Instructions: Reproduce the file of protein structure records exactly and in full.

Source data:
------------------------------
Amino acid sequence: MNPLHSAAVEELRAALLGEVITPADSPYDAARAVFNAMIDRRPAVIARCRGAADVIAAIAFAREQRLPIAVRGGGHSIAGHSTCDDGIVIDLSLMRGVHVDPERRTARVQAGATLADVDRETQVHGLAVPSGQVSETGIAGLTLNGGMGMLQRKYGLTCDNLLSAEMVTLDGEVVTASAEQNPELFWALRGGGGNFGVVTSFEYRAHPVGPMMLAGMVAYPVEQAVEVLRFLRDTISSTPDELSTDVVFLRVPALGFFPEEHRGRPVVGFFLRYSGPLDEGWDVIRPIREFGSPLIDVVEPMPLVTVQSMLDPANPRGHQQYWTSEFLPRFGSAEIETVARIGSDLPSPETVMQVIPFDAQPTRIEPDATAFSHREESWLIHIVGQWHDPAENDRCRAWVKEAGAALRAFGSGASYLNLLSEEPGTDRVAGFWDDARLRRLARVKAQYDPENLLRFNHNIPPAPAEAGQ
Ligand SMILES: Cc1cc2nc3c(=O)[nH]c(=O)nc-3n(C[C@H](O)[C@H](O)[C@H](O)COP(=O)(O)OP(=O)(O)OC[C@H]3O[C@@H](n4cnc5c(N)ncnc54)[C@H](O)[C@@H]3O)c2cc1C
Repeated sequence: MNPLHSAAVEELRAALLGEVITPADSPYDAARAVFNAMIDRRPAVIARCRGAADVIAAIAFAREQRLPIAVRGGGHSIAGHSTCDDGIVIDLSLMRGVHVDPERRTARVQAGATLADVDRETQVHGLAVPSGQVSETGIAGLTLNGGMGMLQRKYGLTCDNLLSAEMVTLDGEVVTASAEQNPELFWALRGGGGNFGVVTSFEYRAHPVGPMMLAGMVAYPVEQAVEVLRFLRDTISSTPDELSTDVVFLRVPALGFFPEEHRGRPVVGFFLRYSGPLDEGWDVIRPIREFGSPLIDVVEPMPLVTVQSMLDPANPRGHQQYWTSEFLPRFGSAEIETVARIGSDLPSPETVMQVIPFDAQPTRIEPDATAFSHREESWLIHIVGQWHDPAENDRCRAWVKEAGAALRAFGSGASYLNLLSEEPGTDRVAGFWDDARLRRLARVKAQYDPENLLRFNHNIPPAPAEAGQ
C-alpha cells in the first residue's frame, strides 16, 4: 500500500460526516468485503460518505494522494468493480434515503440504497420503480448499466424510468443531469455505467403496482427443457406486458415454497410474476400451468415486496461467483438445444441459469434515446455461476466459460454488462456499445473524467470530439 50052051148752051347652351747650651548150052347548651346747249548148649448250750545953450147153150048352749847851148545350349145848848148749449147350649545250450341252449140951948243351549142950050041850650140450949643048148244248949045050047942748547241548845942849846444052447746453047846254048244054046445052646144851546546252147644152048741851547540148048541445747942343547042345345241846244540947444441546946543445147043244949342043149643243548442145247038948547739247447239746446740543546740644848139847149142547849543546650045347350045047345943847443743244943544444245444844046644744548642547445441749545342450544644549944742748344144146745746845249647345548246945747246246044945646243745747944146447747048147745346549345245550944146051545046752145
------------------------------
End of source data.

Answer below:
Amino acid sequence: MNPLHSAAVEELRAALLGEVITPADSPYDAARAVFNAMIDRRPAVIARCRGAADVIAAIAFAREQRLPIAVRGGGHSIAGHSTCDDGIVIDLSLMRGVHVDPERRTARVQAGATLADVDRETQVHGLAVPSGQVSETGIAGLTLNGGMGMLQRKYGLTCDNLLSAEMVTLDGEVVTASAEQNPELFWALRGGGGNFGVVTSFEYRAHPVGPMMLAGMVAYPVEQAVEVLRFLRDTISSTPDELSTDVVFLRVPALGFFPEEHRGRPVVGFFLRYSGPLDEGWDVIRPIREFGSPLIDVVEPMPLVTVQSMLDPANPRGHQQYWTSEFLPRFGSAEIETVARIGSDLPSPETVMQVIPFDAQPTRIEPDATAFSHREESWLIHIVGQWHDPAENDRCRAWVKEAGAALRAFGSGASYLNLLSEEPGTDRVAGFWDDARLRRLARVKAQYDPENLLRFNHNIPPAPAEAGQ
Ligand SMILES: Cc1cc2nc3c(=O)[nH]c(=O)nc-3n(C[C@H](O)[C@H](O)[C@H](O)COP(=O)(O)OP(=O)(O)OC[C@H]3O[C@@H](n4cnc5c(N)ncnc54)[C@H](O)[C@@H]3O)c2cc1C
Repeated sequence: MNPLHSAAVEELRAALLGEVITPADSPYDAARAVFNAMIDRRPAVIARCRGAADVIAAIAFAREQRLPIAVRGGGHSIAGHSTCDDGIVIDLSLMRGVHVDPERRTARVQAGATLADVDRETQVHGLAVPSGQVSETGIAGLTLNGGMGMLQRKYGLTCDNLLSAEMVTLDGEVVTASAEQNPELFWALRGGGGNFGVVTSFEYRAHPVGPMMLAGMVAYPVEQAVEVLRFLRDTISSTPDELSTDVVFLRVPALGFFPEEHRGRPVVGFFLRYSGPLDEGWDVIRPIREFGSPLIDVVEPMPLVTVQSMLDPANPRGHQQYWTSEFLPRFGSAEIETVARIGSDLPSPETVMQVIPFDAQPTRIEPDATAFSHREESWLIHIVGQWHDPAENDRCRAWVKEAGAALRAFGSGASYLNLLSEEPGTDRVAGFWDDARLRRLARVKAQYDPENLLRFNHNIPPAPAEAGQ
C-alpha cells in the first residue's frame, strides 16, 4: 500500500460526516468485503460518505494522494468493480434515503440504497420503480448499466424510468443531469455505467403496482427443457406486458415454497410474476400451468415486496461467483438445444441459469434515446455461476466459460454488462456499445473524467470530439 50052051148752051347652351747650651548150052347548651346747249548148649448250750545953450147153150048352749847851148545350349145848848148749449147350649545250450341252449140951948243351549142950050041850650140450949643048148244248949045050047942748547241548845942849846444052447746453047846254048244054046445052646144851546546252147644152048741851547540148048541445747942343547042345345241846244540947444441546946543445147043244949342043149643243548442145247038948547739247447239746446740543546740644848139847149142547849543546650045347350045047345943847443743244943544444245444844046644744548642547445441749545342450544644549944742748344144146745746845249647345548246945747246246044945646243745747944146447747048147745346549345245550944146051545046752145